01/24/2009, 00.00
INDONESIA

Indonesia denies asylum to Rohingya survivors

The odyssey of hundreds of people who fled from Myanmar and landed in Thailand, where the army loaded them onto boats without motors and towed them onto the open sea to die. 193 survivors have arrived in Indonesia, which does not want them because they do not have the status of political refugees.

Jakarta (AsiaNews/Agencies) - Indonesia is denying exile to the 193 Rohingya migrants who landed on its shores on January 7, coming from Myanmar and Bangladesh. Foreign minister Hassan Wirayuda today explained that they are held to be "economic migrants who do not have the right to political asylum."

The Rohingya are a Muslim ethnic group from Myanmar, where they are persecuted. According to Human Rights Watch, more than 250,000 of them have fled the country since 1992. Tens of thousands of them live in refugee camps in Bangladesh, but there as well they are the object of frequent abuse and persecution.

These refugees are part of a group of 582 that first landed in Thailand, but there the army towed them out onto the high sea and abandoned them there, without a motor or a sail. They were found on January 7 near the coast of the province of Aceh, on an 11-meter wooden boat, without food or water. Many of them had died during the voyage, while the others were suffering from open sores and dehydration. The survivors were kept at a naval base while awaiting the decision on their request for exile.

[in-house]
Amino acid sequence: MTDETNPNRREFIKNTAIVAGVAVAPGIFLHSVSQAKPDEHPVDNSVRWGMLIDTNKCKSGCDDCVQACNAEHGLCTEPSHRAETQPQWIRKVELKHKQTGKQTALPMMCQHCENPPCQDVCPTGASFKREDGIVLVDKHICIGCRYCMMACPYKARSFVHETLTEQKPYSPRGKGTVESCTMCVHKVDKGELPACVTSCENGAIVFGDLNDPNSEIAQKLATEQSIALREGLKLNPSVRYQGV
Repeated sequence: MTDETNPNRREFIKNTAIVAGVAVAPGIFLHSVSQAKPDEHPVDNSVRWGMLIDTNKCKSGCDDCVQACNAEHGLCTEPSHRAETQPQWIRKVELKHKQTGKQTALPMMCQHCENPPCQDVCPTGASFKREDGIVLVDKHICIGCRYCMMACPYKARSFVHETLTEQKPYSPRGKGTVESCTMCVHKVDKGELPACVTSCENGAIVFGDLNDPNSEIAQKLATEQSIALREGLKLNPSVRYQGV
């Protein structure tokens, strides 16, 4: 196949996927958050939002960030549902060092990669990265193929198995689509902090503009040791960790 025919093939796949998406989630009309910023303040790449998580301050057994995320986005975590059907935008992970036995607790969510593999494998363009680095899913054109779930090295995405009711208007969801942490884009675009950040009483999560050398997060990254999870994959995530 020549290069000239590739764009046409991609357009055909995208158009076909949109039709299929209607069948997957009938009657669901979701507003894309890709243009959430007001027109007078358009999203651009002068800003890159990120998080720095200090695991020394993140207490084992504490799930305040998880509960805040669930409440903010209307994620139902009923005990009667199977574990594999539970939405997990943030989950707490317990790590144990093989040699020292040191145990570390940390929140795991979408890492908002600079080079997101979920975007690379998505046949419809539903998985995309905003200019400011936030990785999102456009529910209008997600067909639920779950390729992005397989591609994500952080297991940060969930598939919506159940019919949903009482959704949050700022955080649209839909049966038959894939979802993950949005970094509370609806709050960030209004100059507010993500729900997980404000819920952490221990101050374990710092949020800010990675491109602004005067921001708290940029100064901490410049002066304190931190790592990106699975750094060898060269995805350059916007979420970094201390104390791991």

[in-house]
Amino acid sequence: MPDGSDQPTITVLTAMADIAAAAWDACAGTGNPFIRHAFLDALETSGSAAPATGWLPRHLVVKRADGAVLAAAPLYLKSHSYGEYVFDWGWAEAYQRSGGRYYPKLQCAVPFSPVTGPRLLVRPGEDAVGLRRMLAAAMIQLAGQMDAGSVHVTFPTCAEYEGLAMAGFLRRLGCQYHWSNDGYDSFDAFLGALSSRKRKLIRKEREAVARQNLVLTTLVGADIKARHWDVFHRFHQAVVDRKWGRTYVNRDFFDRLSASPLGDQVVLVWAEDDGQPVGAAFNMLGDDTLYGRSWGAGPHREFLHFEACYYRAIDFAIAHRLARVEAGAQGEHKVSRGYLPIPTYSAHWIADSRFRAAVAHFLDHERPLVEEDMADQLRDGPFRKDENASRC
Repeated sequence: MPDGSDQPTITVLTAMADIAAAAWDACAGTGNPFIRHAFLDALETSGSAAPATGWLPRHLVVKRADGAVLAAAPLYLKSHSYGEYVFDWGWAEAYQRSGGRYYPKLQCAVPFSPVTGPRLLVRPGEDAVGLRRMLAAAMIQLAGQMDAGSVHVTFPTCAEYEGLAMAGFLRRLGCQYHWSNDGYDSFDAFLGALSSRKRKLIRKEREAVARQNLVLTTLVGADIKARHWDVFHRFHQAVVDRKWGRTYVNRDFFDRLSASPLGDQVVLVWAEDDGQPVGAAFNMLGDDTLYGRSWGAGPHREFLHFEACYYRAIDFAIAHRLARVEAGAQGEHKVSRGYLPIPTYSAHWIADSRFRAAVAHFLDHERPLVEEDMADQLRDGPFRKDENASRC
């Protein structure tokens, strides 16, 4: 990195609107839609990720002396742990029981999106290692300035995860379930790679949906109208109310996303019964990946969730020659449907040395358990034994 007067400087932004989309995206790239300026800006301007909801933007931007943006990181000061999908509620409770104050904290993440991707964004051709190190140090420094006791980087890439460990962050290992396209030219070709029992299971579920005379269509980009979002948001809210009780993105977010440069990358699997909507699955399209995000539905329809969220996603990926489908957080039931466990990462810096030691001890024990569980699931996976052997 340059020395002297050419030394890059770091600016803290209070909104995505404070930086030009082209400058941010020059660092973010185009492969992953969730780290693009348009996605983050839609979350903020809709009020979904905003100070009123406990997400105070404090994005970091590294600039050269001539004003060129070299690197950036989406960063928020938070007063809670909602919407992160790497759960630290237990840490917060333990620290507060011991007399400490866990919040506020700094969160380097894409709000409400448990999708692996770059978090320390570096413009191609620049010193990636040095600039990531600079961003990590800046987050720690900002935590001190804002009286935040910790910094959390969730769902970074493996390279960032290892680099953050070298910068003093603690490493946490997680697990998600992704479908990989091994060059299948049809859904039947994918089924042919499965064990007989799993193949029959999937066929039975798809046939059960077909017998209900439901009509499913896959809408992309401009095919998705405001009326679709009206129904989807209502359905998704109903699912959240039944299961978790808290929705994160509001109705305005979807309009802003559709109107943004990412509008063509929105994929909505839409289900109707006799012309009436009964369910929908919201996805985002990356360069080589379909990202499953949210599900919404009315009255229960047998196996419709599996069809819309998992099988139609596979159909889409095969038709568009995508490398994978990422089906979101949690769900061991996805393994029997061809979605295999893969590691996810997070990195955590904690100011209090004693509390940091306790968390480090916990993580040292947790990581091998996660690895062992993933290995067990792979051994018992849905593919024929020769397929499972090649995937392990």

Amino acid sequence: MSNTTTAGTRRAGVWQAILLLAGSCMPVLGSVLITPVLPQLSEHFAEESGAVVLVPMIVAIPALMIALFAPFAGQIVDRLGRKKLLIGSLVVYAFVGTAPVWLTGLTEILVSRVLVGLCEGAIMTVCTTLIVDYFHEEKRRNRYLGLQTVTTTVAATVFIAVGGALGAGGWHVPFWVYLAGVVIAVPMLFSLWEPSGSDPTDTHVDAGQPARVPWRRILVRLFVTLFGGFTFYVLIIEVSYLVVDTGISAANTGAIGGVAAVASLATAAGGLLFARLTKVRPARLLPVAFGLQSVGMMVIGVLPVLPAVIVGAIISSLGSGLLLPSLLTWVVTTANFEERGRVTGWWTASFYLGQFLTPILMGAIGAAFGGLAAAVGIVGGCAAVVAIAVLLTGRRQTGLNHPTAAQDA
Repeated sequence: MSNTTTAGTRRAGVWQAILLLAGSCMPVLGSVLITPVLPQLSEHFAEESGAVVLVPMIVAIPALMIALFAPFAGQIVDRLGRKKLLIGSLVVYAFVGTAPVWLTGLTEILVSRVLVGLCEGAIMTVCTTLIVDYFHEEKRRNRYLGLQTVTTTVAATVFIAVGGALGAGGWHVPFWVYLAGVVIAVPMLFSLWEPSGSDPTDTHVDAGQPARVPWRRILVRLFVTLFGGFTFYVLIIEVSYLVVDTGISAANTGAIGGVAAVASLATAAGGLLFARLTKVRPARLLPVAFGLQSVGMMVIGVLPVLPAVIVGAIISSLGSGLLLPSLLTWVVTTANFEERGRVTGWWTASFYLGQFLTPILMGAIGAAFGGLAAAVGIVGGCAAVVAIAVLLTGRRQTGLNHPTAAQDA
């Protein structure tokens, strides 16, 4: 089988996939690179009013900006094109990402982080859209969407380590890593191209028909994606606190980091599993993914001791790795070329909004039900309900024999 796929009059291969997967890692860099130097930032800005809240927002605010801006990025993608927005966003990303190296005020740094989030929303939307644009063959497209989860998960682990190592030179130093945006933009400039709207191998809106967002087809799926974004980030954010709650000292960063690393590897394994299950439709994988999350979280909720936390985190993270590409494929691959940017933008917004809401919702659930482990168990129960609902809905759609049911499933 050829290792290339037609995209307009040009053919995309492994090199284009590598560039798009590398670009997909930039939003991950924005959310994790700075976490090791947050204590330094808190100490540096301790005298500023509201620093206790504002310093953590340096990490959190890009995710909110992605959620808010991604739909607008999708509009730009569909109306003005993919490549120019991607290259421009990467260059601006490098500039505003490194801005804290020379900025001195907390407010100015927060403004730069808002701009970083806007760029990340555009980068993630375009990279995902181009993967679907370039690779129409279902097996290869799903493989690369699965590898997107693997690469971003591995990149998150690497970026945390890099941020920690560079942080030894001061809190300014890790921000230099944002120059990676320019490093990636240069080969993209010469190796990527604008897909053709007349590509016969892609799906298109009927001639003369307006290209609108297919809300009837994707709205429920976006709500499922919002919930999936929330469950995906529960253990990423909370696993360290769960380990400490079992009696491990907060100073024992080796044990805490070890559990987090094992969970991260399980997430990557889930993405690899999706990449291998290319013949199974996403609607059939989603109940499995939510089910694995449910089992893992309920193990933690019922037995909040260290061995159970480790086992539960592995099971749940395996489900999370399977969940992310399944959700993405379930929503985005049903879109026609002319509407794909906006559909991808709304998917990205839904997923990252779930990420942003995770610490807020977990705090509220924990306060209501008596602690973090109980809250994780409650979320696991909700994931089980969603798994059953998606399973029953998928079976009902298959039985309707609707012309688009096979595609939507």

Wirayuda says that he is in contact with their countries of origin and the international organization for migration, in order to repatriate them, and adds that "the sooner this happens, the better."

The fate of this group of Rohingya has attracted international attention, after the media accused the Thai army off loading them onto boats without motors and leaving them on the open sea to die. Some survivors who arrived at the Andaman islands in India have recounted that soldiers beat them and forcibly drove them away, and that hundreds of them died. Bangkok is denying the circumstances, but two days ago Prime Minister Abhisit Vejiajiva warned them that they will always be "driven out of the country."

Representatives from Thailand, Myanmar, India, Bangladesh, Indonesia, and Malaysia have met to decide their fate, but the results are not yet known.

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